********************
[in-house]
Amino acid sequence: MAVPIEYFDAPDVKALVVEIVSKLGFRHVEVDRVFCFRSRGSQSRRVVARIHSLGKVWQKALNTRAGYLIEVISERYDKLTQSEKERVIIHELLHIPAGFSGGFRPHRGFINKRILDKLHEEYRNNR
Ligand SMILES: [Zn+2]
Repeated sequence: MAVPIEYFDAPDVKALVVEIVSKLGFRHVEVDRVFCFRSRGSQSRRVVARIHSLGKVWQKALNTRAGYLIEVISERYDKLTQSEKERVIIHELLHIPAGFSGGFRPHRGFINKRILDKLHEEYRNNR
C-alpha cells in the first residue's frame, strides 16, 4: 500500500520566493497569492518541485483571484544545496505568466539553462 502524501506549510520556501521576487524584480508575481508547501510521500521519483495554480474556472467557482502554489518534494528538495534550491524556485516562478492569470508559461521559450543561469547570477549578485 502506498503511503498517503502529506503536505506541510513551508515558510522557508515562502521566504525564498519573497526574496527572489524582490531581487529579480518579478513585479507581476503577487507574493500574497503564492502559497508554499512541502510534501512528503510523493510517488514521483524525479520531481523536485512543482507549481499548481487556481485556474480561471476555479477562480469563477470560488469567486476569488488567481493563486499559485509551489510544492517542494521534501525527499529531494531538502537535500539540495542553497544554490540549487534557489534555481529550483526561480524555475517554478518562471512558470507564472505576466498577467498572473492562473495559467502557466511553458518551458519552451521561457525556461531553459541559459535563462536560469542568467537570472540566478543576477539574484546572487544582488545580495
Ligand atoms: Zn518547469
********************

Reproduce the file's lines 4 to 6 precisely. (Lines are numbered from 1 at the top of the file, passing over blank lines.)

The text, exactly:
Repeated sequence: MAVPIEYFDAPDVKALVVEIVSKLGFRHVEVDRVFCFRSRGSQSRRVVARIHSLGKVWQKALNTRAGYLIEVISERYDKLTQSEKERVIIHELLHIPAGFSGGFRPHRGFINKRILDKLHEEYRNNR
C-alpha cells in the first residue's frame, strides 16, 4: 500500500520566493497569492518541485483571484544545496505568466539553462 502524501506549510520556501521576487524584480508575481508547501510521500521519483495554480474556472467557482502554489518534494528538495534550491524556485516562478492569470508559461521559450543561469547570477549578485 502506498503511503498517503502529506503536505506541510513551508515558510522557508515562502521566504525564498519573497526574496527572489524582490531581487529579480518579478513585479507581476503577487507574493500574497503564492502559497508554499512541502510534501512528503510523493510517488514521483524525479520531481523536485512543482507549481499548481487556481485556474480561471476555479477562480469563477470560488469567486476569488488567481493563486499559485509551489510544492517542494521534501525527499529531494531538502537535500539540495542553497544554490540549487534557489534555481529550483526561480524555475517554478518562471512558470507564472505576466498577467498572473492562473495559467502557466511553458518551458519552451521561457525556461531553459541559459535563462536560469542568467537570472540566478543576477539574484546572487544582488545580495
Ligand atoms: Zn518547469